Lexus ES300h 2020 sports luxury blk mts (hybrid)

2020 Lexus ES300h Sports Luxury long-term review: One month in

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After a month in our long-term Lexus ES300h Sports Luxury, we're starting to better understand its myriad features.
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It’s been just over a month since we picked up our long-term 2020 Lexus ES300h Sports Luxury. Having the opportunity to spend more than a week in a car, like we usually do, has allowed us to experience what it really is like to live with. And the news is good.

The ES300h stays true to the Lexus brand, offering plenty of luxury in a package that looks good. Better yet, the hybrid powertrain is a peach, providing effortless motoring while remaining frugal at the pump.

How frugal? Thanks to COVID isolation and working from home, we’ve probably not done as many clicks in the big sedan as we normally would. But the 734km we have covered since picking up the Deep Blue (a $1500 option) ES300h has come at a miserly 5.8L/100km on a single tank of premium unleaded.

Those 734km covered a variety of uses, too – from the urban sprawl to a country drive and decent stints on Sydney’s motorway network.

Interestingly, fuel consumption actually dropped to an indicated 5.4L after a decent cruise at 110km/h on the motorway. Since then it’s settled back into 5.8L/100km and hasn’t budged.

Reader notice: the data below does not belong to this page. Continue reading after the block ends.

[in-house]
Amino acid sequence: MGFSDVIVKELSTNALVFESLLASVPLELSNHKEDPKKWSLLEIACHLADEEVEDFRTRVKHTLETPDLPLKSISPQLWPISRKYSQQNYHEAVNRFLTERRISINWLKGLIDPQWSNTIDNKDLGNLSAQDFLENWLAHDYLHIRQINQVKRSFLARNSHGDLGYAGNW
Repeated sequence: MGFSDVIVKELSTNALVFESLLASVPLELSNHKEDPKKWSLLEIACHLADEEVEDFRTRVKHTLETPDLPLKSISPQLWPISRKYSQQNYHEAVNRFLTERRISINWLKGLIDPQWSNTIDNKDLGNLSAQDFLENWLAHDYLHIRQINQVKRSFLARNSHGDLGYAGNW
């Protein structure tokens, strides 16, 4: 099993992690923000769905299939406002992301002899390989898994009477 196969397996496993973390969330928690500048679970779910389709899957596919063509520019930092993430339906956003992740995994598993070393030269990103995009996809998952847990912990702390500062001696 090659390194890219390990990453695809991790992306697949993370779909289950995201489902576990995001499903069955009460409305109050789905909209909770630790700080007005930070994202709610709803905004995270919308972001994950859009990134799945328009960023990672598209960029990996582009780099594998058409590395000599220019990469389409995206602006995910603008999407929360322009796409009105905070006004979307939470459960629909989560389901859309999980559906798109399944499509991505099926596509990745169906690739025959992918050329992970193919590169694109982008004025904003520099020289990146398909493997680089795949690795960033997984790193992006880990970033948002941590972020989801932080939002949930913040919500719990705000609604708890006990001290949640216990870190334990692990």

So, what do we like about the ES300h? Certainly the powertrain continues to impress, especially around town where the big Lexus remains effortless to drive. Supremely quiet, especially in EV mode, the ES300h never feels ruffled or like it’s working too hard.

The transitions between internal combustion and EV are seamless and unobtrusive. Sometimes you find yourself checking the driver display to see whether you’re in EV or combustion mode, it’s that quiet.

One place the ES300h showed signs of struggle was ascending NSW's notoriously steep and winding Bulli Pass, the 2.5-litre petrol and hybrid combo feeling underdone in hauling the 1740kg (kerb) sedan up that long incline.

With peak torque (221Nm) not coming on song until 3600rpm, and peak power (131kW) at an even higher 5700rpm, the ES300h transformed from a quiet cruiser into a high-revving loudmouth. So, too, the CVT, which showed its only signs so far of the dreaded drone when under load.

In mitigation, Bulli Pass is one helluva climb. Lesser inclines have done little to faze the quietude of the Lexus.

The cabin is a hugely pleasant place to spend time in, plush, and luxurious. Sure, the blond (fake) wood accents aren’t to everyone’s taste, but they are far superior to the swathes of dark timber accents usually found in the Lexus range.

CORRECTION: Lexus Australia has contacted us and is keen to point out the blonde timber accents are in fact real bamboo which, according to Lexus is an "ecologically sustainable alternative to other woods given how quickly bamboo grows and regrows". Sorry, Lexus. It's very nice, too.

The front seats are heated and cooled, beautifully supportive, while the sunroof adds some lightness to the cabin. And second-row occupants can enjoy a toasty bum, too, with heated seats standard and power recline to find the right position for long-range comfort.

One of Lexus’s hallmarks has always been its ride. And the ES300h is no different. There’s a suppleness to the way it handles the urban grind, navigating road rash, potholes and speed humps with aplomb and ease.